Groups of 3-5 will write a two page preliminary analysis of the work that elucidates core conflicts and developments, an annotated bibliography summarizing scholarly criticism of the work, and discussion and debate questions. They will also deliver this material in a class presentation.

exam, 30%

The in-class essay exam will will ask you to make connections and distinctions among authors and texts.

short paper, 25%

In 5-6 pages, your MLA styled short paper will analyze a topic or text more closely and deeply than we had time to cover in class.

research paper, 35%

In 6-8 pages and using 3-5 works of scholarly criticism, your MLA styled research paper will analyze a topic or text more closely and deeply than we had time to cover in class.


Course Policies


Class Preparation and Participation

I expect you to come to class having read, annotated, and reviewed the assigned reading. Moreover, you should prepare at least two comments and two questions. We're going to be working with challenging works of literature; therefore, we'll all benefit from sharing our ideas and questions. If I feel that you're not participating because you're not keeping up with the reading, I will give a pop quiz.

Office Hours and Professor Email

I encourage you to stop by my office hours to discuss any aspect of the course, literature, or life. I will typically come to the Holland campus around 6:30PM; however, you should email me at least a day before to set up a definite appointment. I'm happy to answer minor questions such as due dates over email, but I prefer face-to-face conversations for more substantive topics like papers and exams. Please use email etiquette.

Blackboard and Student Email

We will be using Blackboard for assignments and Netmail for class communication. It is your responsibility to update your passwords so you can use Blackboard and check your email for possible course related messages. I suggest that you forward your university email to your private email account (or vice versa) and review both my Blackboard Basics and IT's Blackboard Help.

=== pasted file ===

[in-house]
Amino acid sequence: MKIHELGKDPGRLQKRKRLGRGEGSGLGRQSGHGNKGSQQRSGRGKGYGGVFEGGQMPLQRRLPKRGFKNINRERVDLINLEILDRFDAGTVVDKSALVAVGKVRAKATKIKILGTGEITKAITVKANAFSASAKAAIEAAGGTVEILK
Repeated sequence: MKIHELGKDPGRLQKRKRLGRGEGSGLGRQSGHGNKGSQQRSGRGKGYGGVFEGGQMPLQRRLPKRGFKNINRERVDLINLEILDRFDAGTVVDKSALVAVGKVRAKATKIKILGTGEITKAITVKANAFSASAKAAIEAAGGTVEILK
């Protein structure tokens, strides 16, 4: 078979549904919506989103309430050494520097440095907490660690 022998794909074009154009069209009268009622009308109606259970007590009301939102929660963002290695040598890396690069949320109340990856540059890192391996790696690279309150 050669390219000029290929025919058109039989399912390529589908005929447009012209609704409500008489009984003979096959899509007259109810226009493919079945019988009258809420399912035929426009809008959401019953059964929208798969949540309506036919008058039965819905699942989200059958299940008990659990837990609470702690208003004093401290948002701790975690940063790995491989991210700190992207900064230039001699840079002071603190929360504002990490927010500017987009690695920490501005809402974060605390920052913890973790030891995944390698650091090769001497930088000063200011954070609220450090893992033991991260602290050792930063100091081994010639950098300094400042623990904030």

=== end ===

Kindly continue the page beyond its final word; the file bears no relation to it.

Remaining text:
There will be a one letter final grade deduction for every absence beyond two days. Therefore, missing three class periods will result in a one letter final grade deduction and missing six classes will result in automatic failure of the course. I do not excuse any class missed beyond the two days, even if you are ill or participating in extracurricular activities. Therefore, I suggest you use your two days both cautiously and wisely; and make sure you sign the attendance sheets. Habitual tardies or consistently leaving class early will be treated as absences.

MLA Style

Formal assignments should adhere to the Modern Language Association (MLA) style. Formal papers and take-home exams require MLA style while in-class exams, discussion board responses, informal writing, and peer review may be informally formatted. One-third of a letter grade will be deducted from a formal paper or take-home exam for problems in each of the following three categories: 1) header, heading, and title, 2) margins, font, and line-spacing, and 3) quotation and citation format. Before you turn in a formal paper, make sure your work follows MLA style by using the checklist on the MLA style handout.

Late Assignments

There will be a one letter assignment grade deduction per day (not class period) for any assignment that is turned in late. I sparingly give short extensions if you request one for a valid need; however you must make the request at least one day before the assignment is due. I will inform you via email if I cannot open an electronically submitted assignment; however, your assignment will be considered late until you submit it in a file I can open. I neither read nor grade assignments that are turned in more than five days late for whatever reason, be it extension or computer error. Failing to submit (or resubmit) an assignment that is worth 15% or more of the course grade within five days (not class periods) of its due date will result in automatic failure of the course. Failing to submit (or resubmit) a final exam or final paper within two days of its due date will result in automatic failure of the course.